Note that and for
Monotonicity of the map implies
Set Then the sequence is increasing and bounded by coordinate of the equilibrium, and the sequence is decreasing and bounded by coordinate of the equilibrium. This implies that converges to the equilibrium as
Now, take any point Then there exists point such that By using monotonicity of the map we obtain
Letting in (4.10), we have
Now, we consider By choosing such that , we note that
By using monotonicity of the map we have
Set Then the sequence is increasing, and the sequence is decreasing and bounded by coordinate of equilibrium and has to converge. If converges, then has to converge to the equilibrium, which is impossible. This implies that Since then
Now, take any point in . Then there is point such that Using monotonicity of the map we have
Since, is asymptotic to then
Theorem 4.4.
Assume
Then system (1.1) has a unique equilibrium which is a saddle point. Furthermore, there exists the global stable manifold that separates the positive quadrant so that all orbits below this manifold are asymptotic to and all orbits above this manifold are asymptotic to All orbits that start on are attracted to The global stable manifold is the graph of a continuous, unbounded, strictly increasing function.
Proof.
The existence of the global stable manifold with the stated properties follows from Theorems 1.5, 1.7, and 1.8 and Lemmas 2.1 and 2.2.
Theorem 4.5.
Assume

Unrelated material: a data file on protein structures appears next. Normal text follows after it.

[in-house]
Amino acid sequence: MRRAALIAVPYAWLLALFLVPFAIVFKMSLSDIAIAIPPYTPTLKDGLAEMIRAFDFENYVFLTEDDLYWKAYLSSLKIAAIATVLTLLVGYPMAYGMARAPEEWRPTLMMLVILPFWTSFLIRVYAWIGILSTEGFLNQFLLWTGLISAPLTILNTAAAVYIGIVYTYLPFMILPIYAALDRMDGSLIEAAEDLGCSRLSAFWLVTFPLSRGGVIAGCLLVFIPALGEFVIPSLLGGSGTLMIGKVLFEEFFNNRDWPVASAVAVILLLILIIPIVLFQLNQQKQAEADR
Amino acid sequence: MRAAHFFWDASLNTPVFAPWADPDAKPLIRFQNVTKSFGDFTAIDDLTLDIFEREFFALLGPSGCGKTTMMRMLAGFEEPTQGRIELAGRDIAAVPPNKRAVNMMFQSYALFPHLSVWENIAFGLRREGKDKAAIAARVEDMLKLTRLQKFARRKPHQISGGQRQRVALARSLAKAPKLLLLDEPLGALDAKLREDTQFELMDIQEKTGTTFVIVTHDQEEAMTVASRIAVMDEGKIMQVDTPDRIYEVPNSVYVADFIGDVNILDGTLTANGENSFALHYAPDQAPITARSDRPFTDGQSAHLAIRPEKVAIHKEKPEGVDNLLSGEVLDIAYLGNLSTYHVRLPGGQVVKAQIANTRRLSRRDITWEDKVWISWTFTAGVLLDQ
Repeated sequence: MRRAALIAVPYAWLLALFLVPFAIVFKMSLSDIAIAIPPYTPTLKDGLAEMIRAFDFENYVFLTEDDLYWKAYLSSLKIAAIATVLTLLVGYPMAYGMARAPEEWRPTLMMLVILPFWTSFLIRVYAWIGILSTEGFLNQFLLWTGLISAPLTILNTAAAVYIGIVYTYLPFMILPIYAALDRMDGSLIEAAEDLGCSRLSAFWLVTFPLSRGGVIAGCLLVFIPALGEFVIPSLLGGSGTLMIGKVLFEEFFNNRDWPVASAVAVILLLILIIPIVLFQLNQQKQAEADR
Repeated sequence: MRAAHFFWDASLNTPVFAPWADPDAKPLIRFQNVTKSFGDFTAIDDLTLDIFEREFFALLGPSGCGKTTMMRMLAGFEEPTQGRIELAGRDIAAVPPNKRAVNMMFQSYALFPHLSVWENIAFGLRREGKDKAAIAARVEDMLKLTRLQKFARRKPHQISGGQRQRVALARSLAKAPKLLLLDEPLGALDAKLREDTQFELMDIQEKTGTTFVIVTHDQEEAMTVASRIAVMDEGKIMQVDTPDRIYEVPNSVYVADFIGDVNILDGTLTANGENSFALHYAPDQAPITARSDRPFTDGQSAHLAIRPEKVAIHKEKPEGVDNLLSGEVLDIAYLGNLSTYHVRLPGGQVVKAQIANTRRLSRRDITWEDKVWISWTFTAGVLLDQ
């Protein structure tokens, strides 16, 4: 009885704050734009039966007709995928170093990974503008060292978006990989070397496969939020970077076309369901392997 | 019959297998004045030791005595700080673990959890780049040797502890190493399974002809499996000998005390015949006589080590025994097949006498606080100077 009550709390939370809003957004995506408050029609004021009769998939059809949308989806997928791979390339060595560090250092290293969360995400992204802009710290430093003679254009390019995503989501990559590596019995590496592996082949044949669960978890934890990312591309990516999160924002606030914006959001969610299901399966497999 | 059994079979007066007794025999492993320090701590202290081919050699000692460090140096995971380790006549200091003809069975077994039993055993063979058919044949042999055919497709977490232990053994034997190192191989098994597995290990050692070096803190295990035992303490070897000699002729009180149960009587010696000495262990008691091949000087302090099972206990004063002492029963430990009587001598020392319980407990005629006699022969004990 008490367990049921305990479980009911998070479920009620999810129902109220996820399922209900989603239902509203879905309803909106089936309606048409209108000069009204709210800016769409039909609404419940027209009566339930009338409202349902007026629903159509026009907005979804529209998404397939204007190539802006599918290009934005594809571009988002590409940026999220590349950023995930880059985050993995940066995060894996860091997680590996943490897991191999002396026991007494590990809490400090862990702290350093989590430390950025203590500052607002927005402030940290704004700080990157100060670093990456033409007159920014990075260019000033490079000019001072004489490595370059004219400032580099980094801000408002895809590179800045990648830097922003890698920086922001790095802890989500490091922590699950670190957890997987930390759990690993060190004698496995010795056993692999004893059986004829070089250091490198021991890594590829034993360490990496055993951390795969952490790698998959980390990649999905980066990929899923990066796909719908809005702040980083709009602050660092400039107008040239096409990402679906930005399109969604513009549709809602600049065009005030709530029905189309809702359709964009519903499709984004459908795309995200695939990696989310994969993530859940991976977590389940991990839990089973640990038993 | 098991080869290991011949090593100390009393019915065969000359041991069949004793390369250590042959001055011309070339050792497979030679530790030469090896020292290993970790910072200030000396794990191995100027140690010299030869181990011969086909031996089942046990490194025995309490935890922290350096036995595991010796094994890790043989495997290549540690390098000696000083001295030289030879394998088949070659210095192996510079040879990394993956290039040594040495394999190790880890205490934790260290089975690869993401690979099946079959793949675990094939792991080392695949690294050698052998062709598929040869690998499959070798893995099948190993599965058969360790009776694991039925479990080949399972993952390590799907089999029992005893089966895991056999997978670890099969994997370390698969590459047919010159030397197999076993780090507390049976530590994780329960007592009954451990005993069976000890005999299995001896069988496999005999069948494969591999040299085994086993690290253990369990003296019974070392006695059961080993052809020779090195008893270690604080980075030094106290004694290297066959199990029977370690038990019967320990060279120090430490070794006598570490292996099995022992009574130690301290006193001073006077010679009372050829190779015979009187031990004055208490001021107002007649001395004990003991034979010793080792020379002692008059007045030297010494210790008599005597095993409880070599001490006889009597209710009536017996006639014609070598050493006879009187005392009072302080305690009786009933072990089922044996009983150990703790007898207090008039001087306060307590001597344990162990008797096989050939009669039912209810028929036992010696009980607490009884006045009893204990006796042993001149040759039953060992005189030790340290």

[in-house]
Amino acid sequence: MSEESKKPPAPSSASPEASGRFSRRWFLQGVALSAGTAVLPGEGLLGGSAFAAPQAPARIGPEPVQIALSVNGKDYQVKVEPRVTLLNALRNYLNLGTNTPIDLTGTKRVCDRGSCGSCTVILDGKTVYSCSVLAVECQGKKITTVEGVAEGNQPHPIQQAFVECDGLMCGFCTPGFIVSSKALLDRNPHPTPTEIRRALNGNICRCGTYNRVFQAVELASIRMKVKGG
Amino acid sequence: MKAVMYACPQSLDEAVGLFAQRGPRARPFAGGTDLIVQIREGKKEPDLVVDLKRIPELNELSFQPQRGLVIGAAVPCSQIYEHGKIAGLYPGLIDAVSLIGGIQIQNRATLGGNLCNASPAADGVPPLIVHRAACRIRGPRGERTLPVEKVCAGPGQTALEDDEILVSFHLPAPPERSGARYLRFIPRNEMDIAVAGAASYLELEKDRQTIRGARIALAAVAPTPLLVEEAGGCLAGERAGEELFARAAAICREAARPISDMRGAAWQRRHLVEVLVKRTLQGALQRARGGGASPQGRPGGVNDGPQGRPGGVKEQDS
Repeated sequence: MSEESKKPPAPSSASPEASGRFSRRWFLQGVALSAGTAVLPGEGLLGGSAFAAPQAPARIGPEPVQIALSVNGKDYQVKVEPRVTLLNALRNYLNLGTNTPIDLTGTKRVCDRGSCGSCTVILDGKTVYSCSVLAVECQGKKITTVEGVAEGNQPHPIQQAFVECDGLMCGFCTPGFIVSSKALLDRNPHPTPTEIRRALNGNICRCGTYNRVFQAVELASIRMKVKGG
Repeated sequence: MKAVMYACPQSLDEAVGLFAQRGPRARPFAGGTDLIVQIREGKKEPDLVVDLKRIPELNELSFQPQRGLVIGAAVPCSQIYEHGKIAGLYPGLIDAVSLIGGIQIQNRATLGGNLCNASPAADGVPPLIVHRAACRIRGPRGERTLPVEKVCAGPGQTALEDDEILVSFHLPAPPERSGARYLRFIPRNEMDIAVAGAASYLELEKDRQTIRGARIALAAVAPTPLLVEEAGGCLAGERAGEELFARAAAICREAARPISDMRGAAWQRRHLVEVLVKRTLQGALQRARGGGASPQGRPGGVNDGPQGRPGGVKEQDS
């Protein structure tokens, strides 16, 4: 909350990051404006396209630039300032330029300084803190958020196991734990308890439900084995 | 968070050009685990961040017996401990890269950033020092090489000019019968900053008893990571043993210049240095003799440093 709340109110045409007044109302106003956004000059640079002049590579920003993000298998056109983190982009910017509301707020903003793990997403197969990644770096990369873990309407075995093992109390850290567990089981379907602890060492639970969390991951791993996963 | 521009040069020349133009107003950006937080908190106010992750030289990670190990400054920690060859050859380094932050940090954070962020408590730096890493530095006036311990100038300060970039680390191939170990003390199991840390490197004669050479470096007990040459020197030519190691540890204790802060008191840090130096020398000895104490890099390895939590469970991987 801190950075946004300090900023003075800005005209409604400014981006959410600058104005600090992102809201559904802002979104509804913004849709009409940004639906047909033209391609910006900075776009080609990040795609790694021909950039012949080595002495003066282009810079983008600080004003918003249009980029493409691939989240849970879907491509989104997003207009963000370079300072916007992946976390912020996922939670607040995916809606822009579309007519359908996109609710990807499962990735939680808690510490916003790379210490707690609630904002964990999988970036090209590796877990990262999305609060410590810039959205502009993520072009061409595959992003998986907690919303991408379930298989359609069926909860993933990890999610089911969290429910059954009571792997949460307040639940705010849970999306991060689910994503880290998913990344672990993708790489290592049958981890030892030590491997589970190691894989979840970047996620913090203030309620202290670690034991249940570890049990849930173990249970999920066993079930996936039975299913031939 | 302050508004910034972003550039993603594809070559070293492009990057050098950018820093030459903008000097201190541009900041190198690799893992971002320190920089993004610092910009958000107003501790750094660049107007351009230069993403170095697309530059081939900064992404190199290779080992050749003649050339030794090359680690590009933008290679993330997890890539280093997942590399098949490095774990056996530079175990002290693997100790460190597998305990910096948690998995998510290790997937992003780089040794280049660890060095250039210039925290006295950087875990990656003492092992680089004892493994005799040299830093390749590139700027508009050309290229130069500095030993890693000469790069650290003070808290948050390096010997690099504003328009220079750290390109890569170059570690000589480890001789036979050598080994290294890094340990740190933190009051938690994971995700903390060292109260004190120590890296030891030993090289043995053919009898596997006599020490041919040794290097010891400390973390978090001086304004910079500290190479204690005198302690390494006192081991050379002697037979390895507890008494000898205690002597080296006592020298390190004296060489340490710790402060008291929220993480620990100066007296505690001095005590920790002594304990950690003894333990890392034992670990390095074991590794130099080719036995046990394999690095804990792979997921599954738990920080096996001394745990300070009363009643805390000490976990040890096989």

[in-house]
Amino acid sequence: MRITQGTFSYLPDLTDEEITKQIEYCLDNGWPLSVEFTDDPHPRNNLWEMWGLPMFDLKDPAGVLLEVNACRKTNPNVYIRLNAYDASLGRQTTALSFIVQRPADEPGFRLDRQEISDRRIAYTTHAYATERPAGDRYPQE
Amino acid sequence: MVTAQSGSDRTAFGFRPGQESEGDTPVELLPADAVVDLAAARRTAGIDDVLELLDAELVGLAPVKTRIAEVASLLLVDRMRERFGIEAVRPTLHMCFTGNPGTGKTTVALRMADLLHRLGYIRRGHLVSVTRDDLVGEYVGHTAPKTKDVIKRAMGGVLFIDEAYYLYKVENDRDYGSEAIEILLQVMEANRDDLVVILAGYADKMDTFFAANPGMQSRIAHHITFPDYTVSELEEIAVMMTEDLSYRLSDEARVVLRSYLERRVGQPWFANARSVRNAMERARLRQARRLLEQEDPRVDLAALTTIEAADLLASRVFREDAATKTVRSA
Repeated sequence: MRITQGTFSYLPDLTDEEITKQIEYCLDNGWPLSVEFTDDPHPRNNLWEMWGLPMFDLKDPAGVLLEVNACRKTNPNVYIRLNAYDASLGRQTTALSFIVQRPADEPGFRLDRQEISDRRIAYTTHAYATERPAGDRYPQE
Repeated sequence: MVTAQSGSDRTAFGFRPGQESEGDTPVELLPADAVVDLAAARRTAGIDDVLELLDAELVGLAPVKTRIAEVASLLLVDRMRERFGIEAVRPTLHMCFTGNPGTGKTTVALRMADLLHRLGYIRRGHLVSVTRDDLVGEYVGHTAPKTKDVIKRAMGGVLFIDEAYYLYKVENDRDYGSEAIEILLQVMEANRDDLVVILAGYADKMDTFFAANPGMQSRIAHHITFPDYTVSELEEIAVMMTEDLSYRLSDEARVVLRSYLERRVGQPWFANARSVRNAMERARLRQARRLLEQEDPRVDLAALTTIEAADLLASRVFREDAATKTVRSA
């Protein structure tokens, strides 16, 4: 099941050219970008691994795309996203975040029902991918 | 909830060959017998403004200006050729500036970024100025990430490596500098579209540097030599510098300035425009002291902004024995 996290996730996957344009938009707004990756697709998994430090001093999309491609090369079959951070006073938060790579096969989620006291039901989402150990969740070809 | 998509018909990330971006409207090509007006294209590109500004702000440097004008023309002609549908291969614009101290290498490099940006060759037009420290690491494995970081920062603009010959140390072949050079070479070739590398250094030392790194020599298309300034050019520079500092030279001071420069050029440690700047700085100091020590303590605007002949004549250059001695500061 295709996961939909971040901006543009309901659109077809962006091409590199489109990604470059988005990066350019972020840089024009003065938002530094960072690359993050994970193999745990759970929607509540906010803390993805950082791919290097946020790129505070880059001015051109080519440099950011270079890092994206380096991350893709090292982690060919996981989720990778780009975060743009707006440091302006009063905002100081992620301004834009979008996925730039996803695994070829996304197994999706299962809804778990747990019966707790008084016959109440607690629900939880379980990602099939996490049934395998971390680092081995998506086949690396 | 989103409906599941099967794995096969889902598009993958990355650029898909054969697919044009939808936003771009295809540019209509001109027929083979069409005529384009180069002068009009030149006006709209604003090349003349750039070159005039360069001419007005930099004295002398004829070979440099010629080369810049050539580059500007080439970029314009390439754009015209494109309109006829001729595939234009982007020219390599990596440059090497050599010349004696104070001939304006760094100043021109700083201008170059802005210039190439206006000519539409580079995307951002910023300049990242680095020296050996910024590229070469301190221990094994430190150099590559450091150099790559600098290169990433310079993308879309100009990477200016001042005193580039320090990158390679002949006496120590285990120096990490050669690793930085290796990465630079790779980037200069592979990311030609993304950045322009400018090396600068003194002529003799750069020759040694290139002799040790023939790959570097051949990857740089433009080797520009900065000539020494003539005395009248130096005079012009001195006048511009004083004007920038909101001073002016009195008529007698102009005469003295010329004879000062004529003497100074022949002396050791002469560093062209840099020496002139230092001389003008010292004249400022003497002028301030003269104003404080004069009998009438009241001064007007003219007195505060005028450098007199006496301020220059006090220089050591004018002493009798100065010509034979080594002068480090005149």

or
Then system (1.1) does not possess an equilibrium point. Its global behavior is described as follows:
Proof.
If the conditions of this theorem are satisfied, then (2.6) implies that there is no real (if the first condition of this theorem is satisfied) or positive equilibrium points (if the second condition of this theorem is satisfied).
Consider the second equation of system (1.1). That is,
Note the following
Now, consider equation
Its solution is given by
Since then letting we obtain that Now, (4.21) implies
This means that sequence is bounded for
In order to prove the global behavior in this case, we decompose System (1.1) into the system of evenindexed and oddindexed terms as
for .
Lemma 2.1 implies that subsequences and are eventually monotone.
Since sequence is bounded, then the subsequences and must converge. If the sequences and would converge to finite numbers, then the solution of (1.1) would converge to the periodtwo solution, which is impossible by Lemma 2.2. Thus at least one of the subsequences and tends to . Assume that as . In view of third equation of (4.25), and in view of first equation of (4.25), which by fourth equation of (4.25) implies that as .
Now, we prove the case when and
In this case System (1.1) becomes
The map associated to System (4.26) is given by
Equilibrium curves and can be given explicitly as the following functions of
It is obvious that these two curves do not intersect, which means that System (4.26) does not possess an equilibrium point.
Similarly, as in the proof of Theorem 4.3, for all points the following holds:
Indeed,
Now, we have
The last inequality is equivalent to
which always holds.
Monotonicity of implies
Set Then the sequence is increasing and the sequence is decreasing. Since is decreasing and then it has to converge. If converges, then has to converge to the equilibrium, which is impossible. This implies that The second equation of System (4.26) implies that
Now, take any point Then there exists point such that
Monotonicity of implies
Set
Then, we have
Since
we conclude, using the inequalities (4.37), that
Similarly, we can prove the case
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Keywords
 Equilibrium Point
 Saddle Point
 Jacobian Matrix
 Unstable Manifold
 Global Behavior